After getting my passport, my paper was handed specially to a guy who spoke English. He was not the guy who I gave my Uruguay Pesos to, he simply was the guy who told me where in the Cambio I needed to go next, which was a tiny series of rooms located behind the main front counter. It was full of people, so I stood slightly outside the room until I was yelled at by someone at the front counter to go all the way in to the rooms. I did, and jostled for position. A new guy came in, asked me what I needed (in English), I told him, and he escorted me to another room, took the photocopy of my ID (which I'd been given back when I got my passport back), and entered the room with me. He wrote down how many Pesos I had, took my Pesos, and then brought me to another, different tiny room where he asked me to stay until he called my name. I thought he called it midway through waiting, but that was someone else who had a similar sounding last name to me, at least when mangled badly with a Spanish speaking tongue. The guy finally returned, handed me Argentinian Pesos, and thanked me, and I left. At that point, I was so exhausted that I didn't even bother to check the math on the exchange rate. I got a decent amount of Argentinian Pesos, so I was ready to go. I think I'm fine on the Peso front for a while, and turns out there's a citibank nearby, so I should have no problem withdrawing additional Pesos if I need to.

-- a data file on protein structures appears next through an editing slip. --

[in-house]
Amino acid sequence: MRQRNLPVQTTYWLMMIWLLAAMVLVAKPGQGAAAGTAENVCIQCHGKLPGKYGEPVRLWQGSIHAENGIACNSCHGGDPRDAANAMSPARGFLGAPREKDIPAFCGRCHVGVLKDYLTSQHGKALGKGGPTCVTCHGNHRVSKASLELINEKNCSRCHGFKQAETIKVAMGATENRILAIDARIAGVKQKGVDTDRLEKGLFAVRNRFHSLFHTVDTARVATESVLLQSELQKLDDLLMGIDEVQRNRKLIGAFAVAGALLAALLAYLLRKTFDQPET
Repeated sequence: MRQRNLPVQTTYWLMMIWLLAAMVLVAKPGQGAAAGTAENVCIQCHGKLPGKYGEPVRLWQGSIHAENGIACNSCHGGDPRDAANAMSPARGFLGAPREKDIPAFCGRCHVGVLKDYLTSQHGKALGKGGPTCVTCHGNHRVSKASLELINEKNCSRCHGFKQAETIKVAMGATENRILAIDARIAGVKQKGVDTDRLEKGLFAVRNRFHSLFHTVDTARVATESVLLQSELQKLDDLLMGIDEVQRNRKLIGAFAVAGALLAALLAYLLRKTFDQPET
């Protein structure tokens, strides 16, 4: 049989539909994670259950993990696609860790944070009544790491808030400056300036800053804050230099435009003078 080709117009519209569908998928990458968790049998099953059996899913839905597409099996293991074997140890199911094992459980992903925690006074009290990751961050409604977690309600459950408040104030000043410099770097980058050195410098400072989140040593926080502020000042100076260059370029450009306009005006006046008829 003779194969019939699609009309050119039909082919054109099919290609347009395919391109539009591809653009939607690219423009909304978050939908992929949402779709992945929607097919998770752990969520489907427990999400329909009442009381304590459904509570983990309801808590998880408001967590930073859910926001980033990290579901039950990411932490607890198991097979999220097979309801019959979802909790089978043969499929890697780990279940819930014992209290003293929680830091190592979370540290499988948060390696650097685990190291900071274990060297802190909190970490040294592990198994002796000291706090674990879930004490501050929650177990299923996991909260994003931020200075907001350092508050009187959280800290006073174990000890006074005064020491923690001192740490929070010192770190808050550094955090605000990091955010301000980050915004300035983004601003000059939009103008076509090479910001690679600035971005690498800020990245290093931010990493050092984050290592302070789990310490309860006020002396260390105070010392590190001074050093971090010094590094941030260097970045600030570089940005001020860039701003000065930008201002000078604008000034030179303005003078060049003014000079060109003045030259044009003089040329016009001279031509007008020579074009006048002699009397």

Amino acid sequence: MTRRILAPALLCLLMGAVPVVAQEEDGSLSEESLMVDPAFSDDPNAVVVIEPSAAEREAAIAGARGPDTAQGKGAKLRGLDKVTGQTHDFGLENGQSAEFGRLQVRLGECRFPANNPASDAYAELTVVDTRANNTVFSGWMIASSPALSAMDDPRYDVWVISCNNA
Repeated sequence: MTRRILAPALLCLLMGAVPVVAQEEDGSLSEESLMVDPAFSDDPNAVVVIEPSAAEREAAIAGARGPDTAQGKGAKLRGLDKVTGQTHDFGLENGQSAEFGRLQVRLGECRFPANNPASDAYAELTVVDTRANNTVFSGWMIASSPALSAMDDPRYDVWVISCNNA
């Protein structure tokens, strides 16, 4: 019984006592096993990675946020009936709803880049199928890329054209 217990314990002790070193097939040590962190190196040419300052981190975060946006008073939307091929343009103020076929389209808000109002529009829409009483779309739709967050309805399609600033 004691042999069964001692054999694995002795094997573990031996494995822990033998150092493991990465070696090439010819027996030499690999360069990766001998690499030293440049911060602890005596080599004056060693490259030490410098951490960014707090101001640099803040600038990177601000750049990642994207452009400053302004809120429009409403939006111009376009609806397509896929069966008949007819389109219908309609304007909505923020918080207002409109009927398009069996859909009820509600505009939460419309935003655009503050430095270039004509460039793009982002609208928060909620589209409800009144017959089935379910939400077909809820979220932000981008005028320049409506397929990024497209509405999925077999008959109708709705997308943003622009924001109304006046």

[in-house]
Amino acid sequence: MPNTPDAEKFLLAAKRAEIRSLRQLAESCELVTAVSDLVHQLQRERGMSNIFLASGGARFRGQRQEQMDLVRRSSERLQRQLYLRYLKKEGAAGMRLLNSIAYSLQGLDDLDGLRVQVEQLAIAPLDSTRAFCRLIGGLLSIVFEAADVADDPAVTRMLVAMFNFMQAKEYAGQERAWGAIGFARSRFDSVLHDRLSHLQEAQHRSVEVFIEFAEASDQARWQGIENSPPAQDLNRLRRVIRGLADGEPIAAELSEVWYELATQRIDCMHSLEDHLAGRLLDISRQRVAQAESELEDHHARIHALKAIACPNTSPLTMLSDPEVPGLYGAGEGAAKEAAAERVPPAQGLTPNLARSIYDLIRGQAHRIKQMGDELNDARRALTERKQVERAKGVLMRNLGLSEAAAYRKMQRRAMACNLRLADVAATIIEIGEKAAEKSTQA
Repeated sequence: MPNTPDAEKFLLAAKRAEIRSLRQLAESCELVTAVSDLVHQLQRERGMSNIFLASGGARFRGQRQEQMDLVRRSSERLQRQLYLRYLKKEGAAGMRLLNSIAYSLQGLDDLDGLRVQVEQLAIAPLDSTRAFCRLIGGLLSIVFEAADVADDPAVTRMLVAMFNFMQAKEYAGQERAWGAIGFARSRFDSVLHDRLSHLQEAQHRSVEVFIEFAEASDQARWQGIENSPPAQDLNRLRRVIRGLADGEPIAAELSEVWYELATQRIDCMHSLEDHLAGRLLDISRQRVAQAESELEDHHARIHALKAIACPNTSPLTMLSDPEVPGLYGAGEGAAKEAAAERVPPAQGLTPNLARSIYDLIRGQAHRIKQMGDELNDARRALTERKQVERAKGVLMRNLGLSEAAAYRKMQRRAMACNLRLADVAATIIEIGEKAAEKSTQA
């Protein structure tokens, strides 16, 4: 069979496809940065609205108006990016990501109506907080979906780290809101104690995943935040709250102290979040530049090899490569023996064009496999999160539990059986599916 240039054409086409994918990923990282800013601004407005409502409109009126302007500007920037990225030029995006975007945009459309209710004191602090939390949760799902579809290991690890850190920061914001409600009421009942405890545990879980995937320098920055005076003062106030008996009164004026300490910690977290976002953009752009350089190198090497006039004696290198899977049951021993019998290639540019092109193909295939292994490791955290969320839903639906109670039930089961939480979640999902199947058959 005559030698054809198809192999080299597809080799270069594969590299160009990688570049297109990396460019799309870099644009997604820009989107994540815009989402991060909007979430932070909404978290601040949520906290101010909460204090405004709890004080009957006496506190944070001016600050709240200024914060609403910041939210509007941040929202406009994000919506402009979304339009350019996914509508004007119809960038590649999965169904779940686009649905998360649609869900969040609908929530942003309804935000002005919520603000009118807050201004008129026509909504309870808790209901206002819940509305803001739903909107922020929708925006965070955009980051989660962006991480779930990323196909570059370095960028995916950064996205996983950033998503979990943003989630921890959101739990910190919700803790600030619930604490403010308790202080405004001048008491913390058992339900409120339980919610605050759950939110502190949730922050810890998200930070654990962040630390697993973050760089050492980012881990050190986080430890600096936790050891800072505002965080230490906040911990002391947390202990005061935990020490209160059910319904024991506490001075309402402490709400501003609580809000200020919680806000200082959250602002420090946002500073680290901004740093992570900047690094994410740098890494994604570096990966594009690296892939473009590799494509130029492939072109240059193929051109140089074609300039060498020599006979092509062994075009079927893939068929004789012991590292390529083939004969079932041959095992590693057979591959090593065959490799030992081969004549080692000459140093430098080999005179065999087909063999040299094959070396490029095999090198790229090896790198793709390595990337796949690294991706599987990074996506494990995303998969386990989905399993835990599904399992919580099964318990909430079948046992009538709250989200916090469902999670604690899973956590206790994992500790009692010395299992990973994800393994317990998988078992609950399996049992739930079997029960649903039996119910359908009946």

Ok, photos. Today was mostly a travel day, I only got out to photograph late in the afternoon. My first attempt to photograph a particular subject was not successful (yet), so I moved on and by chance came across a footbridge that I had known I wanted to photograph. For those of you who know me well, you may be aware that I spent quite a bit of time photographing the Milwaukee Art Museum in Wisconsin back in 2010. It is a creation of the Spanish architect Santiago Calatrava, and a quite beautiful building. You can see my photos of that building here http://www.flickr.com/photos/cookinghamus/5518792007/in/set-72157626247988438 (keep clicking the "Next" button above the image to see the next 8 images or so) Calatrava is also the architect of this footbridge here in Buenos Aires. I was fortunate to time my arrival at the bridge with the sun setting, and came away with the following photographs. You can see the similarity in styles between the bridge and the art museum.
With that, a few impressions of the Calatrava Buenos Aires footbridge at Puente de la Mujer.